Disney’s recent release of a live action version of “Beauty and the Beast” has sparked new criticisms of this ancient tale, with some writers decrying it as misogynistic. As a result, some parents are opting out of taking their kids to the film. According to The Observer, the story “portrays a fairy tale romance as a product of Stockholm Syndrome.”

Why would we want to expose our kids to something like that?

Are Fairy Tales Sexist?

Feminist critiques of fairy tales aren’t new, of course.  In The Cinderella Complex: Women’s Hidden Fear of Independence, Collette Dowling used Cinderella as a symbol for women who depend on men because they lack the moxie to change their own lives. Peggy Ornstein’s Cinderella Ate My Daughter is written from the perspective of a mother of a princess-crazed preschooler. She argues that marketing “girly” values has pernicious effects on the self-esteem of girls. The Paper Bag Princess by Robert Munsch is a children’s picture book that turns the traditional tale on its head: the heroine, wearing only a paper bag, saves the prince from a dragon. When the prince subsequently scorns her shabby attire, this Cinderella tells him to hit the road.

And yet Einstein is famously quoted as having said, “If you want your children to be intelligent, read them fairy tales. If you want them to be very intelligent, read them more fairy tales.”

What’s a parent to do?

If we understand “Beauty and the Beast” literally, it does indeed seem like we are giving our daughters the message that if you stay with the abusive, beastly guy, your endless feminine love and patience will transform him.

Yet that feminist interpretation doesn’t do justice to the profound psychological truth conveyed by the tale.

Symbolic Language

Like myths and dreams, fairy tales are products of the creative unconscious, and they utilize the same strange, symbolic language. Understood symbolically, “Beauty and the Beast” illustrates an inner dynamic, whereby a split-off beastly part of us can be transformed when we are able to stay in relationship to it.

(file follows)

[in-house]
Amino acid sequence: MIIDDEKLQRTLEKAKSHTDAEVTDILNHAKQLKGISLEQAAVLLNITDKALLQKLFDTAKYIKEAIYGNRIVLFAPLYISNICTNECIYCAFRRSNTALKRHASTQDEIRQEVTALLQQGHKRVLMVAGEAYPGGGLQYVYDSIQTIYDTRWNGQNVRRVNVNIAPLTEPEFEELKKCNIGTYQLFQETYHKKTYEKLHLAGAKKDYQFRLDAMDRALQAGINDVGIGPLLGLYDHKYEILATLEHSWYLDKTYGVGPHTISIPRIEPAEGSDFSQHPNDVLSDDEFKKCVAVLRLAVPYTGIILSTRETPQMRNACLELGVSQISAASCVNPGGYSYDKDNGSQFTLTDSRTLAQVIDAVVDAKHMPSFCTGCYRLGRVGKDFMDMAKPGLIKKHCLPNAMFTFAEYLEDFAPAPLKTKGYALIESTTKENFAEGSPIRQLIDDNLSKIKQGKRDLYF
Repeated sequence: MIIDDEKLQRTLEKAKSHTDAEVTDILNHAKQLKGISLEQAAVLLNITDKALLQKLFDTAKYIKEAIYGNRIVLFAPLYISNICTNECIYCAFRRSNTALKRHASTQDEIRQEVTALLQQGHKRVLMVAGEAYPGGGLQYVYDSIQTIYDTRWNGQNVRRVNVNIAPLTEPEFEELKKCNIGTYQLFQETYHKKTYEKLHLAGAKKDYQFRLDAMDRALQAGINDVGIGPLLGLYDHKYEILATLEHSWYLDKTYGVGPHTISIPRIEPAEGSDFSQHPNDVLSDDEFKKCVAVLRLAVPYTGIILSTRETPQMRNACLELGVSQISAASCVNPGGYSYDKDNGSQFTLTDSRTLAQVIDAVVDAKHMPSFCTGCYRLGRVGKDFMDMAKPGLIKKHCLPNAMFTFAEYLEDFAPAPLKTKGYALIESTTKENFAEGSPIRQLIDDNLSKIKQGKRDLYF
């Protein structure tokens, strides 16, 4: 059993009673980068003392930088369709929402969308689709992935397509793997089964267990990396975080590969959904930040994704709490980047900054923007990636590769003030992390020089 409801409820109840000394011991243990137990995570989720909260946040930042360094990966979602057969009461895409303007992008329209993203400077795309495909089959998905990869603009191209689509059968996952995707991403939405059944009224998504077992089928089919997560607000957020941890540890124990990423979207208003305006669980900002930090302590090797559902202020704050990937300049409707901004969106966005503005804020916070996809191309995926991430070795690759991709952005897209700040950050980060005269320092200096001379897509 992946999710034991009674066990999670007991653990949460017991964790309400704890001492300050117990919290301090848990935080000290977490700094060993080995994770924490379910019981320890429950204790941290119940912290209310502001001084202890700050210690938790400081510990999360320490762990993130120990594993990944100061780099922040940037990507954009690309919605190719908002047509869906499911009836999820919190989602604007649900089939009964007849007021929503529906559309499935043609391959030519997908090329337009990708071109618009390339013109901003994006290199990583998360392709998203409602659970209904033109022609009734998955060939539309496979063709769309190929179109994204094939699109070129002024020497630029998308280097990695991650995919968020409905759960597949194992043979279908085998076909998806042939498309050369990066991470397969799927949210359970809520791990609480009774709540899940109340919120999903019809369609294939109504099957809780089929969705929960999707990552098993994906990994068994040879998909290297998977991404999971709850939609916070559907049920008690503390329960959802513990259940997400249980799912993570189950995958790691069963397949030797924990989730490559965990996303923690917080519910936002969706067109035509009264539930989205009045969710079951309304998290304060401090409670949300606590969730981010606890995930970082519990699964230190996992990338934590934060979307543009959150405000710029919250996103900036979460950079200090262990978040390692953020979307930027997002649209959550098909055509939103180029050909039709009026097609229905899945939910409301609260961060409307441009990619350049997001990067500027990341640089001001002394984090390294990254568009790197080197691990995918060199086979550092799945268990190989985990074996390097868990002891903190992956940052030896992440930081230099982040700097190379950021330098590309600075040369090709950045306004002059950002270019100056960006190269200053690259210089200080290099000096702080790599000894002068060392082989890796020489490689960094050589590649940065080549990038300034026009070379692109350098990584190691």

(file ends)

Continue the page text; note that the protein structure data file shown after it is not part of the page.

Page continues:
Of course, most of us aren’t consciously aware of the symbolic import when we read fairy tales. Children – and adults – respond to the beauty and deeply-felt archetypal significance of these tales even without consciously comprehending their message. As with dreams, fairy tales don’t need to be interpreted for them to work their healing magic on the psyche. We instinctively respond to the underlying patterns that let us know our troubles are universal, and that we are not alone.

Fairy tales are a rich storehouse of images that portray collective psychic patterns. They allow us to relate to our inner lives by giving us access to symbolic language through which our common human sufferings can be expressed.

Tales such as “Beauty and the Beast” are nuanced creations, layered with meaning. If we understand them too narrowly, we shut ourselves – and our children – off from a precious source of collective wisdom. Modern film adaptations of fairy tales often err in just this regard, flattening the story into a vapid romance and thereby squeezing out much of the symbolic juice.

My advice on Disney’s new film? Go or don’t as you wish. But don’t deprive your kids of the original tale or its many variants. In this era of the “Disneyfication” of fairy tales, it is more important than ever to give our children the experience of these timeless stories in their original form.

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